In April, King Conservation District worked with a north Seattle homeowner to restore 3,300 square feet of streamside habitat along the north fork of Thornton Creek. The ravine was covered from top to bottom in ivy and other invasive weeds, including laurel, holly, and Himalayan blackberry. In just a weeks’ time, the hard work of two KCD-sponsored Washington Conservation Corps crews helped transform an ivy-carpeted streamside property into a native backyard oasis.
During the first stage of hand-pulling the ivy, a duck’s nest was spotted when a female mallard landed in an area near the top of the slope. It was a wonderful discovery for the crews and homeowners. In an effort to leave the nest undisturbed, crew members left a protective, no-entry zone around the nest and made plans to stop work in that area until after nesting season. For those interested in learning more about other considerations for accommodating wildlife during restoration projects, resources like Green Seattle Partnership’s Forest Steward Field Guide can help!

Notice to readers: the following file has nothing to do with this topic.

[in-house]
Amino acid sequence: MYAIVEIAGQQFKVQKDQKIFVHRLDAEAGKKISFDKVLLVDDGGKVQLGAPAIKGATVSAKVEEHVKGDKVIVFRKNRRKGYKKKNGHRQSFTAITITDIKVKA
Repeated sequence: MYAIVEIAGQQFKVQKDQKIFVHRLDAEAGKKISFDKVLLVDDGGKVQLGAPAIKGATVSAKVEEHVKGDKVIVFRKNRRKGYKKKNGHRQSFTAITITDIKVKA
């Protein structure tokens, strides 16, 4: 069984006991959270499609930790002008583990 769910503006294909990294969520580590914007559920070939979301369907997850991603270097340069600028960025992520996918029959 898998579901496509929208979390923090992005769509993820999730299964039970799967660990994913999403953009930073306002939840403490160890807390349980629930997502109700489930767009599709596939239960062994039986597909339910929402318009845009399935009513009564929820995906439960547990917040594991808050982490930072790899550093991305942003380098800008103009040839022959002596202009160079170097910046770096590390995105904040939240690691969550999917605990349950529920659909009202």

Continued removal of the ivy revealed a smattering of native plants, like osoberry, sword fern, and low Oregon grape. Now that the ivy is gone, these native species have less competition and a much better chance of survival. Those plants, in addition to the 144 native trees and shrubs that were installed will eventually form a dense vegetated buffer that will provide improved habitat and food sources for small mammals, birds, bees, and hopefully, with continued efforts to improve the health of Thornton creek salmon.
Macy Schmidt, AmeriCorps Projects Coordinator, Shorelines